Although this series is open to any writer from anywhere, most of my guests have been Australian. Today, I’m thrilled to introduce an international guest, Linda Strader, who visits the attic from the USA.
Read Linda’s story about writing a memoir and getting it published. At the end of this post, she has some handy tips for memoir writers.
‘Because the future looked so bleak, I decided to visit the past.’
Linda is a writer, landscape architect, watercolor artist and avid gardener. She is also a former firefighter for the U.S. Forest Service. Her memoir, Summers of Fire, will be published in 2018, and she is currently working on a prequel.
‘Dear Diary …’
Are you thinking of writing a memoir from your diaries or journals? It might seem like the book is already written, so why not.
Like many adolescent girls, I kept a diary. I remember my first, a five-year version, covered in blue flowered fabric with pages edged in gold ink. A gold-toned clasp kept it closed. Each pre-lined page only allowed for a few lines per day, limiting me to writing only about what happened that day. After a few months, I realized I needed something to give me more room to write my thoughts, emotions and musings. In the office supply section, I discovered small, black 3-ring binders. Perfect! I bought several packages of loose-leaf paper and went home to start writing in a journal instead of a diary, filling pages and pages with incredible detail about my life, relationships, struggles, insecurities, worries—everything.
I continued to write diligently from age 14 to my mid-20’s, including my time as a U.S. Forest Service firefighter from 1976 to 1982.
Fast-forward 30 years.
After a series of devastating losses (in order: my marriage, my job and my mom,) I fell into a deep depression and lost my sense of self. I needed to find a reason to keep living. Because the future looked so bleak, I decided to visit the past. To do so, I retrieved my journals and began skimming through them. What I read inspired me.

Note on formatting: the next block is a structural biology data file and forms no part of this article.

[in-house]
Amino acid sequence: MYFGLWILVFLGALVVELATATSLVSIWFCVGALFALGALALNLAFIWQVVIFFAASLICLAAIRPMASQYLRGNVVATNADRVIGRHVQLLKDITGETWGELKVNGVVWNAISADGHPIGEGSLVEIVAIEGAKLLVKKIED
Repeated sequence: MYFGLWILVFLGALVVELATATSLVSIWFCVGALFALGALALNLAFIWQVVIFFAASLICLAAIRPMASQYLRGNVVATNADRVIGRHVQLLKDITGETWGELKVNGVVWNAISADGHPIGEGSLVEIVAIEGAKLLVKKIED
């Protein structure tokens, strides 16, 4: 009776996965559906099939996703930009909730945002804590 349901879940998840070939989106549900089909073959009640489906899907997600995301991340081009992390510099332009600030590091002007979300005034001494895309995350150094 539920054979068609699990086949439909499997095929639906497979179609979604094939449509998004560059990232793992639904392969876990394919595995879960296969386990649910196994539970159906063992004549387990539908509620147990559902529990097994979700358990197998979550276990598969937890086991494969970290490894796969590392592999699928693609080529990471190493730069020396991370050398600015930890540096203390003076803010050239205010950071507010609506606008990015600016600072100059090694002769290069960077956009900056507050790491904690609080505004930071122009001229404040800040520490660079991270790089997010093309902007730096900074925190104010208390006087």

‘At first, my journals served more for background than story—that is until I found myself connecting with the strong-willed twenty-year-old me.’
I ended up writing a memoir based on my experiences as a wildland firefighter—some of the best times of my life. At first, my journals served more for background than story—that is until I found myself connecting with the strong-willed twenty-year-old me. That connection was unexpected; and exactly what I needed at the time. In addition, as I read through each journal entry, I noticed how I grew, evolved, learned, persevered—despite the many challenges and heartbreaks I’d faced.
I made sure my memoir reflected all of these things.
Now to address the question: Can you write a memoir based on journal and diary entries?
It worked for me, but if it will work for you, it depends on your goal. If your goal is to publish traditionally, this is what I’ve learned: You will need to make sure you address what publishers are looking for in a memoir.
- An actual story. Like a novel, it should have a beginning, middle and end. If it is just a series of events, readers will lose interest.
- NO making stuff up. If you need to make up events to make your story interesting, it is no longer nonfiction. You will have to call it a novel, not a memoir. Not that this is a bad thing. Many authors do this to avoid naming names and facing lawsuits. It’s your choice.
- The story needs to be relatable to the reader. This means including the personal details, the very personal details—things that will make readers cringe, but say to themselves: I’ve done that. Or, I’m not alone. And while on the topic of sharing such personal details, if you are thinking doing so will be cathartic, I want to warn you: it may not be.
- Your story should show personal growth. It’s not necessary, though, to have a “happily-ever-after” ending. Many successful memoirs do not.
- If your memoir is also a love story, that’s a plus. Readers like love stories.
Can you write a memoir based on diaries or journals? Yes, but it is not as simple as transcribing entries. You will still need to create a story: one with a catchy beginning, a middle—full of conflicts and choices to be made—and with an ending that gives your reader a feeling of closure.
Writers in the Attic
I have three more Writers in the Attic spots to fill before I take a break for the summer, so if you’re wanting to be part of the series this year, please send an essay in quickly.
The topic is anything to do with writing—your writing life, what writing means to you, or what has influenced your writing. 600-1000 words is a good length, and I acknowledge the time and effort involved in writing these pieces by sending a small gift as a thank you.
If you have any questions or would like more information, feel free to contact me.
To further entice you, here’s the back cover blurb (and it’s an actual photo of the back cover!):